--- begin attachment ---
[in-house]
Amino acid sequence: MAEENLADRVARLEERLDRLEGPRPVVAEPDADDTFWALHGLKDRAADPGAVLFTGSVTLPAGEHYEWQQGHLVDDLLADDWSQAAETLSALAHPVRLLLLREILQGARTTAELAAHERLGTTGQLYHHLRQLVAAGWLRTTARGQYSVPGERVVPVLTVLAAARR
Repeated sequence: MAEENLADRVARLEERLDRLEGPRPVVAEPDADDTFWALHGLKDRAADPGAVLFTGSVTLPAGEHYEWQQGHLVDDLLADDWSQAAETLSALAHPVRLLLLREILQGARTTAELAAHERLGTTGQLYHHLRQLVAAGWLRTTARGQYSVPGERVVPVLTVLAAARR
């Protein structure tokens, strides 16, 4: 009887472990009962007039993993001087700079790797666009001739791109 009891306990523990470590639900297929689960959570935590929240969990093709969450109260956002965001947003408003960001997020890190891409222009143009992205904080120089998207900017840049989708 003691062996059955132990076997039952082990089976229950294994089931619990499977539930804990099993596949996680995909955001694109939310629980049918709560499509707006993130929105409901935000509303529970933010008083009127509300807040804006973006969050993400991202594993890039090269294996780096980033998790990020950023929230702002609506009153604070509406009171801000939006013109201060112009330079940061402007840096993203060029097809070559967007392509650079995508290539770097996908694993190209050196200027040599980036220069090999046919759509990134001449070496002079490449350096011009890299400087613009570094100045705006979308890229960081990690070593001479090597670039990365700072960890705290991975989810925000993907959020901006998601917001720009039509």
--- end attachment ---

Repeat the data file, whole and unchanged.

[in-house]
Amino acid sequence: MAEENLADRVARLEERLDRLEGPRPVVAEPDADDTFWALHGLKDRAADPGAVLFTGSVTLPAGEHYEWQQGHLVDDLLADDWSQAAETLSALAHPVRLLLLREILQGARTTAELAAHERLGTTGQLYHHLRQLVAAGWLRTTARGQYSVPGERVVPVLTVLAAARR
Repeated sequence: MAEENLADRVARLEERLDRLEGPRPVVAEPDADDTFWALHGLKDRAADPGAVLFTGSVTLPAGEHYEWQQGHLVDDLLADDWSQAAETLSALAHPVRLLLLREILQGARTTAELAAHERLGTTGQLYHHLRQLVAAGWLRTTARGQYSVPGERVVPVLTVLAAARR
């Protein structure tokens, strides 16, 4: 009887472990009962007039993993001087700079790797666009001739791109 009891306990523990470590639900297929689960959570935590929240969990093709969450109260956002965001947003408003960001997020890190891409222009143009992205904080120089998207900017840049989708 003691062996059955132990076997039952082990089976229950294994089931619990499977539930804990099993596949996680995909955001694109939310629980049918709560499509707006993130929105409901935000509303529970933010008083009127509300807040804006973006969050993400991202594993890039090269294996780096980033998790990020950023929230702002609506009153604070509406009171801000939006013109201060112009330079940061402007840096993203060029097809070559967007392509650079995508290539770097996908694993190209050196200027040599980036220069090999046919759509990134001449070496002079490449350096011009890299400087613009570094100045705006979308890229960081990690070593001479090597670039990365700072960890705290991975989810925000993907959020901006998601917001720009039509």